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Esteemed Contributor
Posts: 4,675
Registered: ‎02-17-2016

Re: My circular polarizing filter doesn't seem to have a very wide change spectrum?

No, you are not correct. It is because you need to use a circular polarizer instead of a linear polarizer. Linear polarizers interact with the phase detect auto focus. Circular polarizers don't affect focus, but they don't work as well either.

VIP
Posts: 11,502
Registered: ‎08-13-2015

Re: My circular polarizing filter doesn't seem to have a very wide change spectrum?


@kvbarkley wrote:

No, you are not correct. It is because you need to use a circular polarizer instead of a linear polarizer. Linear polarizers interact with the phase detect auto focus. Circular polarizers don't affect focus, but they don't work as well either.


When it comes to linear vs circular, I think one is just as bad as the other.  I think both wreak havoc with AF systems.

 

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"Doctor told me to get out and walk, so I bought a Canon."
VIP
Posts: 13,855
Registered: ‎12-07-2012

Re: My circular polarizing filter doesn't seem to have a very wide change spectrum?

[ Edited ]

DSLR cameras have a mirror which is the cause of the problem. A linear polarizer can cross polarize, causing the image to darken or go completely black. Simular to an ND filter. Our old film SLRs used fully reflecting mirrors.  Meaning they had mirrors that reflect all polarized light with equal intensity to a point. DSLRs with autofocus use partial reflecting mirrors. The reduced reflected light, the key point here, goes to the viewfinder and metering systems.  And, some light goes on to the auto focus sensors.  This reduction can cause exposure errors and/or autofocus errors.

 

All circular polarizer filter are linear.  They just have an additional layer that "spins" the light, so to say. This fixes the exposure and focus errors or at least reduces them to a non-critical level. Will a plain linear polarizer work on a DSLR, yes, it will since the mirror is completely out of the way of the sensor when the photo is actually taken. However, you run the risk of the exposure or auto focus errors.

 

Perhaps a little simplistic but that is the basic idea.

EB
EOS 1DX and 1D Mk IV and several lenses!
VIP
Posts: 13,855
Registered: ‎12-07-2012

Re: My circular polarizing filter doesn't seem to have a very wide change spectrum?

[ Edited ]

" I think both wreak havoc with AF systems."

 

Perhaps not "havoc" but you are certainly correct.  The exposure issue can be as bad or even worse. Again, for the record all polarizers are linear, otherwise they would not work at all. They just have an additional layer or filter if you will included.

 

 

EB
EOS 1DX and 1D Mk IV and several lenses!
VIP
Posts: 13,855
Registered: ‎12-07-2012

Re: My circular polarizing filter doesn't seem to have a very wide change spectrum?

I will add with the possible exception of reflection from water or windows, etc, the ploarizer filter, as is all other filters, possible exception of the ND filter, are obsolete. Post editing and digital files have rendered them largely irrelevant.

EB
EOS 1DX and 1D Mk IV and several lenses!
Frequent Contributor
Posts: 48
Registered: ‎11-28-2020

Re: My circular polarizing filter doesn't seem to have a very wide change spectrum?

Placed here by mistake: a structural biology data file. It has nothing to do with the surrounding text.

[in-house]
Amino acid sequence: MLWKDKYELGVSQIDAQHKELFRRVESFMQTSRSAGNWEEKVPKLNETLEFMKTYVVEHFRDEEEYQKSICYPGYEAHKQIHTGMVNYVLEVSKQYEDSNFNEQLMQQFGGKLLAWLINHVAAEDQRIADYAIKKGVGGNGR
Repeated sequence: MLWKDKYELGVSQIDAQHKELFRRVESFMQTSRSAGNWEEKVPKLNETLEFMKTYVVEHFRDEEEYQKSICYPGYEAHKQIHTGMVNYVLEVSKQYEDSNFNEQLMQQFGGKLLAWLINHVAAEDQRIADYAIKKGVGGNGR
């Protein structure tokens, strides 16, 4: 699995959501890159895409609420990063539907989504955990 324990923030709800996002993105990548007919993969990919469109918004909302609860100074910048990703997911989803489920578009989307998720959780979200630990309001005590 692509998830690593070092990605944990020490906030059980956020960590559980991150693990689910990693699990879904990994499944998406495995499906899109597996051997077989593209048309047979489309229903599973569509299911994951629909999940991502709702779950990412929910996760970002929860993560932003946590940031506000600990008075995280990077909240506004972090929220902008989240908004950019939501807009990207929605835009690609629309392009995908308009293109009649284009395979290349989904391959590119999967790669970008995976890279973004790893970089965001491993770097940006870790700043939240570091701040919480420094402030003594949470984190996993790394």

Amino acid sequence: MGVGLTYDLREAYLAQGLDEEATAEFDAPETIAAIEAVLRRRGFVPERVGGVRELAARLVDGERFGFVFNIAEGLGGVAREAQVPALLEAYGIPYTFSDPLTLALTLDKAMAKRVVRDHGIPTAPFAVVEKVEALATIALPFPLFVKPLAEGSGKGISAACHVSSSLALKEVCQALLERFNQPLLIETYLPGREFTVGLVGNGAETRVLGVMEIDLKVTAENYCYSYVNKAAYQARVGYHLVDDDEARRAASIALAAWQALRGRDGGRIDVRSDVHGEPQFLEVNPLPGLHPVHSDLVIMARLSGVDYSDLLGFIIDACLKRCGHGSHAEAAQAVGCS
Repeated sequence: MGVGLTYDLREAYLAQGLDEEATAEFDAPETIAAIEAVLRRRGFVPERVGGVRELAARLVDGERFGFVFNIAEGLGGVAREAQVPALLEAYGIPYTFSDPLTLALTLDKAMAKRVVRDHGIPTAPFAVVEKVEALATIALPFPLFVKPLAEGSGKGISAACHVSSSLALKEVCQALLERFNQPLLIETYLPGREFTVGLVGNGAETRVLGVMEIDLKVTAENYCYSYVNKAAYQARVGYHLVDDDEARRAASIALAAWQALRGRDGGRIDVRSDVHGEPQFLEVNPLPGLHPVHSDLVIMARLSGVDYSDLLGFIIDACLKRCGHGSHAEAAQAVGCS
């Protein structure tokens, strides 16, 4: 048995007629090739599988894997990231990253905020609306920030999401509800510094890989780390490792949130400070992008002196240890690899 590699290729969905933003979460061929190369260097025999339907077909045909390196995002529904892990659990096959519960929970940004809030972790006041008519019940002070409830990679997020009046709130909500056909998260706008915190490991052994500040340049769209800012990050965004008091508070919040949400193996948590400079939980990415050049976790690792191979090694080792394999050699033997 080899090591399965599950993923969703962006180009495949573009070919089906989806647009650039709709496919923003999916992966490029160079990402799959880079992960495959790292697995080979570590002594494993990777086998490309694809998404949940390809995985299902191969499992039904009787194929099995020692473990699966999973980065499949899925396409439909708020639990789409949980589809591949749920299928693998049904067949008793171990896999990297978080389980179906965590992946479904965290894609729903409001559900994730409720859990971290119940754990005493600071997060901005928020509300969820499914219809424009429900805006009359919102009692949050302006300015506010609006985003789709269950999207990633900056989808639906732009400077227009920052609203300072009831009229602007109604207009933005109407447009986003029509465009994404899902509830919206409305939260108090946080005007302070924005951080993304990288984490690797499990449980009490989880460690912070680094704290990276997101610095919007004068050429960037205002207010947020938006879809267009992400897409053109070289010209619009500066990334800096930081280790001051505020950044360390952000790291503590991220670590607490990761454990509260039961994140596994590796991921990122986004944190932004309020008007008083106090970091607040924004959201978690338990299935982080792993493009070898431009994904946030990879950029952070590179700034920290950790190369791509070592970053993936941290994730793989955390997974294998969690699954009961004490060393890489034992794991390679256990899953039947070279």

Filters are not obsolete. Not even close.

 

First of all, when you capture an image that is filtered by a real glass filter you capture the image how you want with 100% of the detail possible by the sensor. 

 

If you rely solely on editing, you have to crush details to get the "look" you want. 

 

In reality, there is usually not a lot of detail in the highlights of an image, editing that is a huge pain. And if you do go through all that trouble the end result is a lower quality image.

 

There's also the issue of time. With a polarizer you can greatly reduce highlights and reveal color and detail without having to take the time to edit every single picture.

 

Also, when using filters I tend to get a more consistent look from shot to shot vs. relying on editing alone.

 

Plus it's kind of fun using filters.

 

Anyway, hope this helps!

 

 

VIP
Posts: 13,855
Registered: ‎12-07-2012

Re: My circular polarizing filter doesn't seem to have a very wide change spectrum?

"...when you capture an image that is filtered by a real glass filter you capture the image how you want with 100% of the detail possible by the sensor."..."If you rely solely on editing, you have to crush details to get the "look" you want."

 

Shoot Raw format, solves that issue. Second take a course in Photoshop.

 

"Plus it's kind of fun using filters."

 

Just as much or more so to watch your image develop from a good to great photo.  This is no different than our old darkroom abilities. But some folks did just drop their film off at the drug store and picked up the prints a week later?

 

I agree there are a few, very few, instances where certain filters can be useful but otherwise they are largely obsolete. I must have 25 or 30 filters of all kinds and types sitting on the formerly stop bath stained shelves of my old darkroom.  They have been sitting there for years and years!

EB
EOS 1DX and 1D Mk IV and several lenses!
Occasional Contributor
Posts: 9
Registered: ‎11-26-2015

Re: My circular polarizing filter doesn't seem to have a very wide change spectrum?

What size? Any 77mm, 62mm, or 58mm? I'm always looking for cool filters. I'll pay.

" I must have 25 or 30 filters of all kinds and types sitting on the formerly stop bath stained shelves of my old darkroom. They have been sitting there for years and years!"
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